Wednesday, August 8, 2012

The Sexy Trail of Ownership

One thing I appreciate about Geoff Nicholson's book Sex Collectors is that it reminds me of the thrill of the chase of erotic objects -- the way it is when they have to be physical and they have to be found. With the exception of a few serendipitous volumes (such as a copy of Best American Erotica 1996 that I found at a library book sale when I was, ahem, probably a little too young for it), I started reading erotica online because I could actually handle buying it online.

It still makes me nervous to buy a physical copy of a Harlequin romance novel, or to be seen in public with it, though I force myself to do these things occasionally as a sort of private political statement. A lot of my erotica is electronic, partly because a lot of it is published in e-book only form, but also because it's a lot easier to buy Women Who Love Wearing Leashes Volume Three (*) when only me, my credit card company, Google and whichever technology companies are currently tracking me are likely to know about it.

But Nicholson is reminding me of how cool a physical object can be -- not just because it's nice to have something you can manhandle a little, but also because it can be sexy to think about who else has manhandled that very item.

See, for example, his discussion of My Secret Life (**):

published between 1888 and 1894, the great Victorian eleven-volume, two-and-a-half-thousand page, infinitely obsessive and detailed account of one man's genuinely extraordinary sex life.

Patrick J. Kearney ... says that My Secret Life "is probably the most collectible and desirable of erotic texts, but certainly not the rarest." It was first published in Amsterdam, though the book itself claims to have been published in Belgium. ... Previous owners of examples from that first edition are said to have included the Satanist Aleister Crowley, silent comedian Harold Lloyd, movie director Josef von Sternberg, and George Mountbatten, the second Marquess of Milford Haven. It's perfectly possible that some of these people, especially the Hollywood crowd, owned the same copy at different times. Today I believe there are copies in the British Library, in the Kinsey Institute, in the private hands of Karl-Ludwig Leonhardt, and in the library of the late Gerard Nordmann.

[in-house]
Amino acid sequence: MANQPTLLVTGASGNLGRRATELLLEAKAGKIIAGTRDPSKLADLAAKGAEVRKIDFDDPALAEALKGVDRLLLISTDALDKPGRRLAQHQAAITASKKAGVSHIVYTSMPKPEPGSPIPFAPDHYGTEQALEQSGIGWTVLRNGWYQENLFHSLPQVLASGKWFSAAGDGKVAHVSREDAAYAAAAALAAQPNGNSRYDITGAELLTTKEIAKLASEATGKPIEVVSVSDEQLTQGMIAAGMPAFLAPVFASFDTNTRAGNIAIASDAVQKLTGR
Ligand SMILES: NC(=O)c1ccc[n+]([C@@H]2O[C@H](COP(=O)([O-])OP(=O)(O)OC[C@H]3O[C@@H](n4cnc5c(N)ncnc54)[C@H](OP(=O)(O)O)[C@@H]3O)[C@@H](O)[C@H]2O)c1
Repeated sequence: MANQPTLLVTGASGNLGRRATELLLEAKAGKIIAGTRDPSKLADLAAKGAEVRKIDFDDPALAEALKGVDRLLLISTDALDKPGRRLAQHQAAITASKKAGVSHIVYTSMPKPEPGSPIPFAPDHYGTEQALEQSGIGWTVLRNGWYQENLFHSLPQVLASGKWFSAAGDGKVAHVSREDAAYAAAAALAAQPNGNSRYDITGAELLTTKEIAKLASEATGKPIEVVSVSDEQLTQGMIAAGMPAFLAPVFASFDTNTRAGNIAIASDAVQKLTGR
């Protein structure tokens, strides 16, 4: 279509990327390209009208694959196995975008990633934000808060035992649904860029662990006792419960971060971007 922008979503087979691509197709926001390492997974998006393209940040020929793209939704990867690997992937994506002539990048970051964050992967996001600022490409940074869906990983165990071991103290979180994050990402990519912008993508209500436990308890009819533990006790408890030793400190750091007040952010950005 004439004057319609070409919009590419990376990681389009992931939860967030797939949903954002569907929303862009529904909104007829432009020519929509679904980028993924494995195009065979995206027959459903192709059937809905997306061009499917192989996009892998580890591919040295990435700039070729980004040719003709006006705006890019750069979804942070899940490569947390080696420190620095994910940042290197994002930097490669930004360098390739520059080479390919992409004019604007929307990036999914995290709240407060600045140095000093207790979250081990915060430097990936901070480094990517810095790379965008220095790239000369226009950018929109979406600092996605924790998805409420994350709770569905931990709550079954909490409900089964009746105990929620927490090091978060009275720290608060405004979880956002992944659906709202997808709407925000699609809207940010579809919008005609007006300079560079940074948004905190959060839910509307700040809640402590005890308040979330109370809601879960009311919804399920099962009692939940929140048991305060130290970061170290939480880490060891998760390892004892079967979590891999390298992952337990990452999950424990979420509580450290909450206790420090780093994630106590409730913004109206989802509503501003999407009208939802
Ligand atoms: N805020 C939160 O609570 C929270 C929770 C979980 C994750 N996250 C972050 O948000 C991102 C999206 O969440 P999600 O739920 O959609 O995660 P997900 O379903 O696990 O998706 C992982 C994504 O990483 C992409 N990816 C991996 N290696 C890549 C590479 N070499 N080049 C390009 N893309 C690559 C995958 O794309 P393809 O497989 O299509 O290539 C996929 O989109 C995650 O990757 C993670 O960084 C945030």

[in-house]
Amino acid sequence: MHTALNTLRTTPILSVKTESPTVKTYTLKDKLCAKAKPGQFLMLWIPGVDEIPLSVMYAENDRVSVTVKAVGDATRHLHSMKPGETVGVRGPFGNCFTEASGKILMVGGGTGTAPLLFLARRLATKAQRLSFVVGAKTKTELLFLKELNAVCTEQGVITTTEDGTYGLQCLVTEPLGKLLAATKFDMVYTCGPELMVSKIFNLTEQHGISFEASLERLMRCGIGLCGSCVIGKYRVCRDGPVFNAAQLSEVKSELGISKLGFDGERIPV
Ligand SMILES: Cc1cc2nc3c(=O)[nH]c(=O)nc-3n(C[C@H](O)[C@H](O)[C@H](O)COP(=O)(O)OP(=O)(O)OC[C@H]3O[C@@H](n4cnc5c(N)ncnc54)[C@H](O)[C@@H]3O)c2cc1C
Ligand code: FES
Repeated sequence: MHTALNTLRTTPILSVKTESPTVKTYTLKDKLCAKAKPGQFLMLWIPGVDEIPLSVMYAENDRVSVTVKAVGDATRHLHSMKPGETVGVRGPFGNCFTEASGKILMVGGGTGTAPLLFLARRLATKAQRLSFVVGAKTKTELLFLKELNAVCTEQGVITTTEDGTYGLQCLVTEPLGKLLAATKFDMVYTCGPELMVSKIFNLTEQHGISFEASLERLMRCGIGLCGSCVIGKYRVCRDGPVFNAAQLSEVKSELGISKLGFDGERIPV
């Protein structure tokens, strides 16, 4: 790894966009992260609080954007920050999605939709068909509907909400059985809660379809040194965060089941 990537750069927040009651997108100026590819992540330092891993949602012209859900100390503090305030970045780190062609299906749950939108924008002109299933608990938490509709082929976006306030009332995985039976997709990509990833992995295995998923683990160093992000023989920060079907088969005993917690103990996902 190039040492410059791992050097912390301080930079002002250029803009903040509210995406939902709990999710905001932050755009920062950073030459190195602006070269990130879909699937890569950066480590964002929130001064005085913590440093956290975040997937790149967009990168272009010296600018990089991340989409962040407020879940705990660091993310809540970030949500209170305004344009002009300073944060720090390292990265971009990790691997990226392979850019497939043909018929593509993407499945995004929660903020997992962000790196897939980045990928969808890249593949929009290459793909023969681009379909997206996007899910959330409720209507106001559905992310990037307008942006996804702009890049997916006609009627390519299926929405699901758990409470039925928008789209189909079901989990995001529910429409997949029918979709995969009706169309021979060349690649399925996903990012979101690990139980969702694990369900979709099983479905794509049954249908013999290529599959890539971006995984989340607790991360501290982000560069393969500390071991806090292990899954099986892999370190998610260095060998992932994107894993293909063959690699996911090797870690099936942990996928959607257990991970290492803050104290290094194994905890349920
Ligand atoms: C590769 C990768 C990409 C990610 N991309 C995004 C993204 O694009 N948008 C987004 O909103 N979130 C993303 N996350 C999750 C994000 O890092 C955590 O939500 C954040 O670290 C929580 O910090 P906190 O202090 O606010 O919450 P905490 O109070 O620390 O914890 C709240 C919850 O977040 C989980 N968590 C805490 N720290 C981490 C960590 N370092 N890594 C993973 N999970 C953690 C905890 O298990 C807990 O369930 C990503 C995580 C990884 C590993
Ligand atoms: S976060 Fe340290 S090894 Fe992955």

While it can be kind of disgusting to think of who might have pleasured him or herself with whatever sex book or object you're holding, in this case I find the trail of ownership pretty sexy, mysterious, glamorous, and so on. The forbidden nature of the object makes knowing about it or owning it feel like being part of an exciting secret society.

I don't think this is just about anonymously written Victorian literature. I once moved into an apartment that came with a stack of sexy romance novels left by the previous tenant -- the kind that, at the time, I'd never have had the courage to go buy at the store, but was very interested in reading. The mystery of the discovery, and the physicality of the experience, added to the appeal of the books. I've often wondered about that previous owner, who in my head was a knowing teenager with some idea of how much those books would be appreciated by a fellow.

I love e-books, not least for their convenience and the publishing possibilities they've opened for many writers today. However, passages like the one I quoted make me remember why the smell of paper can be so exciting.

(*) Not an actual book, as far as I know. Though go ahead and write or publish it if you want, because I probably would buy it.
(**) For those with a healthy sense of irony, My Secret Life is available for the Kindle, here. I also found a few copies of the paperback Grove Press edition of the book.

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